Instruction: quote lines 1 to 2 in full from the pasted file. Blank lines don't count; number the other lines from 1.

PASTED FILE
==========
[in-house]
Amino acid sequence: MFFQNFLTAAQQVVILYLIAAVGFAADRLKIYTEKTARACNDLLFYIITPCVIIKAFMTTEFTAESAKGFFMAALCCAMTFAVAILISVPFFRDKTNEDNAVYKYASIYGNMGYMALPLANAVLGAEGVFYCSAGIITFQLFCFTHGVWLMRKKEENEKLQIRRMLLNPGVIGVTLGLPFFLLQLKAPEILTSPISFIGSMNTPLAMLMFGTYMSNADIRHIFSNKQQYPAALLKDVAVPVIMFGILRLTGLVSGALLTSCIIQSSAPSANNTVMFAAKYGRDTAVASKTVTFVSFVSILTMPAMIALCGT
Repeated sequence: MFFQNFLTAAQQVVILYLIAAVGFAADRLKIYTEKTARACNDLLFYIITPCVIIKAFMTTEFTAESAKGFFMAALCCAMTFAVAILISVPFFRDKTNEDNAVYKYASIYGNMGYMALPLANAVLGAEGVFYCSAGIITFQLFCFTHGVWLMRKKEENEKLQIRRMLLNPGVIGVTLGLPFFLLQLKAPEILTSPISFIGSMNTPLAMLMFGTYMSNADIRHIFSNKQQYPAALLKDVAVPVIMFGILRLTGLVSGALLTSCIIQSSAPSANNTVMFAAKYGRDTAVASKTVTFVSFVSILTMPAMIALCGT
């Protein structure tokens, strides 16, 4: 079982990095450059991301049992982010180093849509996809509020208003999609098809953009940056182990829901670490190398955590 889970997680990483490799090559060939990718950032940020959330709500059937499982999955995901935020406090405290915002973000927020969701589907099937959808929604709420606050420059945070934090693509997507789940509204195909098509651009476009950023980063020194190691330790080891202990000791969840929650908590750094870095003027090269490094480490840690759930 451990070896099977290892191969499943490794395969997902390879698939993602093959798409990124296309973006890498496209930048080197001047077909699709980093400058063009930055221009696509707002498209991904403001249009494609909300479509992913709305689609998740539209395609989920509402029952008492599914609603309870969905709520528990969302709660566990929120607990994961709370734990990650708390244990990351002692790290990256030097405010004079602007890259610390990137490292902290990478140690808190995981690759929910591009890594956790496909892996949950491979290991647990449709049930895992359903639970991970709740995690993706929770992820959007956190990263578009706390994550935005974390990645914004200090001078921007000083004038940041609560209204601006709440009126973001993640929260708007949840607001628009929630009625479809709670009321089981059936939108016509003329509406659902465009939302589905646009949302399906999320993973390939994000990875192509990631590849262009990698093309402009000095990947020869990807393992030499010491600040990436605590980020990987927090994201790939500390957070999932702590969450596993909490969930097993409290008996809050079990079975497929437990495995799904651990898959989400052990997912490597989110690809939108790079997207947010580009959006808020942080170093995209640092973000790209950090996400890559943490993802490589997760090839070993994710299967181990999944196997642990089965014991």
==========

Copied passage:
[in-house]
Amino acid sequence: MFFQNFLTAAQQVVILYLIAAVGFAADRLKIYTEKTARACNDLLFYIITPCVIIKAFMTTEFTAESAKGFFMAALCCAMTFAVAILISVPFFRDKTNEDNAVYKYASIYGNMGYMALPLANAVLGAEGVFYCSAGIITFQLFCFTHGVWLMRKKEENEKLQIRRMLLNPGVIGVTLGLPFFLLQLKAPEILTSPISFIGSMNTPLAMLMFGTYMSNADIRHIFSNKQQYPAALLKDVAVPVIMFGILRLTGLVSGALLTSCIIQSSAPSANNTVMFAAKYGRDTAVASKTVTFVSFVSILTMPAMIALCGT